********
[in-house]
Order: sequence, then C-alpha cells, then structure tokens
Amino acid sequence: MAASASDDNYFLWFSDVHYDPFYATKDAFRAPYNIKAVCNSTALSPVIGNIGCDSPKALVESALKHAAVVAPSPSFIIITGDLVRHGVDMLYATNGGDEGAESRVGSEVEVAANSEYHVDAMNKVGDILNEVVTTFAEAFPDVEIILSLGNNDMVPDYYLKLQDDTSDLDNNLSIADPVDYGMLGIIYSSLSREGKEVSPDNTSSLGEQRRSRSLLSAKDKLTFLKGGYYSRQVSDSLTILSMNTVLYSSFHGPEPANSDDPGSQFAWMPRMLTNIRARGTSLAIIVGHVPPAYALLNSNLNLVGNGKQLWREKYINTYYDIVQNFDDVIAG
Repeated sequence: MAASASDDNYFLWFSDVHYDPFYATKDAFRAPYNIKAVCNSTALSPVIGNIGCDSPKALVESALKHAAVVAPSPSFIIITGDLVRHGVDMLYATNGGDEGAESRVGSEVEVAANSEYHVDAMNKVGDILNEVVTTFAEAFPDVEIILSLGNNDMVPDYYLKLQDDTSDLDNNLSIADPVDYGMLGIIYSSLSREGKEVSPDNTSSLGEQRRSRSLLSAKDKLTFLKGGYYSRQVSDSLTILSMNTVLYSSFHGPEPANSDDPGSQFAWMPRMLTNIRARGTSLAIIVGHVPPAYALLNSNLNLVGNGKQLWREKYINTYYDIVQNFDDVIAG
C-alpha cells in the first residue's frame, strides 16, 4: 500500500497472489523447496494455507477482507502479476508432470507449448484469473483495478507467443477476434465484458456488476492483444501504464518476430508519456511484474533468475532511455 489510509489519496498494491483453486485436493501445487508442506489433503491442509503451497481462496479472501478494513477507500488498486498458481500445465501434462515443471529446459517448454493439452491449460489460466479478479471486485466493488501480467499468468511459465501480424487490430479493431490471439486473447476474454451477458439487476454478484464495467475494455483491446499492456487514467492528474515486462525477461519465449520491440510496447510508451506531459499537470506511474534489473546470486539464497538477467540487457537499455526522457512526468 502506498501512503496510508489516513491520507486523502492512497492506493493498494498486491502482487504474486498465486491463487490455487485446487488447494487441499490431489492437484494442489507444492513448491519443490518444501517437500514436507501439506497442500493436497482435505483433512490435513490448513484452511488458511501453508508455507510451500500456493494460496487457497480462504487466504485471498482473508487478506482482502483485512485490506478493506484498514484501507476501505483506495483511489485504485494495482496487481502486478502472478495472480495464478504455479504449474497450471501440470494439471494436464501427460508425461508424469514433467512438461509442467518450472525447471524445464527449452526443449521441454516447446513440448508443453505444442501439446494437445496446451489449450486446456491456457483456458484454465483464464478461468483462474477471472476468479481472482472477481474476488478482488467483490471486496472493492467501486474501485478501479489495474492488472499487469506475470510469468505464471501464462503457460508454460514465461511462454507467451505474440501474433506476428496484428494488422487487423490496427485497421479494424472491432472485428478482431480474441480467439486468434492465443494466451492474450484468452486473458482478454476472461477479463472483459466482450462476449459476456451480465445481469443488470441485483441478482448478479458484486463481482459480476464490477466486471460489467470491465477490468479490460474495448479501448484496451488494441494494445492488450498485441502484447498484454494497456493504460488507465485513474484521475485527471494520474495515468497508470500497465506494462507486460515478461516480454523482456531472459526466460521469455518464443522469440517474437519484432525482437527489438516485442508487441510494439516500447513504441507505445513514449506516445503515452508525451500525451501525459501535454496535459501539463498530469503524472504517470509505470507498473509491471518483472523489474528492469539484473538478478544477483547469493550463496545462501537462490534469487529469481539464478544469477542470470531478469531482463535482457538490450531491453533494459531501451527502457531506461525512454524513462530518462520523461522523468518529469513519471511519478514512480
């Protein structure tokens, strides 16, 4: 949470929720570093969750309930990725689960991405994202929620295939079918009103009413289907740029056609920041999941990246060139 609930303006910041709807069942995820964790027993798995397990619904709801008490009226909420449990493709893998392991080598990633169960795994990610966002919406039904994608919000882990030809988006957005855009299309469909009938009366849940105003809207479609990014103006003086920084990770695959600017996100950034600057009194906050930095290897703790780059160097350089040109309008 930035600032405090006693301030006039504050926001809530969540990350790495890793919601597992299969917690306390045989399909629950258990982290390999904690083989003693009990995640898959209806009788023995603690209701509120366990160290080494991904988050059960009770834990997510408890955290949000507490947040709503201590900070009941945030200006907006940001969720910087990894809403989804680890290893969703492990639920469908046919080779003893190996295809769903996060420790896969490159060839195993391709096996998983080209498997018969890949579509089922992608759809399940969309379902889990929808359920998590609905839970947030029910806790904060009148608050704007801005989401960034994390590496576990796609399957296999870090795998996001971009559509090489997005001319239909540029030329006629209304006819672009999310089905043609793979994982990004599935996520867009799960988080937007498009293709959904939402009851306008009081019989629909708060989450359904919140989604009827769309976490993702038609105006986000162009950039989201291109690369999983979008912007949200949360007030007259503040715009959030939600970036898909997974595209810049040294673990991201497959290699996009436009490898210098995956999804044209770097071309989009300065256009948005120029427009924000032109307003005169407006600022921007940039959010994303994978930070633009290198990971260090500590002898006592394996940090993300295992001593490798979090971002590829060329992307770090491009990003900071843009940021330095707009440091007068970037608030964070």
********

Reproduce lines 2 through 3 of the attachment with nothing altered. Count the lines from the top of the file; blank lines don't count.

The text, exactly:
Order: sequence, then C-alpha cells, then structure tokens
Amino acid sequence: MAASASDDNYFLWFSDVHYDPFYATKDAFRAPYNIKAVCNSTALSPVIGNIGCDSPKALVESALKHAAVVAPSPSFIIITGDLVRHGVDMLYATNGGDEGAESRVGSEVEVAANSEYHVDAMNKVGDILNEVVTTFAEAFPDVEIILSLGNNDMVPDYYLKLQDDTSDLDNNLSIADPVDYGMLGIIYSSLSREGKEVSPDNTSSLGEQRRSRSLLSAKDKLTFLKGGYYSRQVSDSLTILSMNTVLYSSFHGPEPANSDDPGSQFAWMPRMLTNIRARGTSLAIIVGHVPPAYALLNSNLNLVGNGKQLWREKYINTYYDIVQNFDDVIAG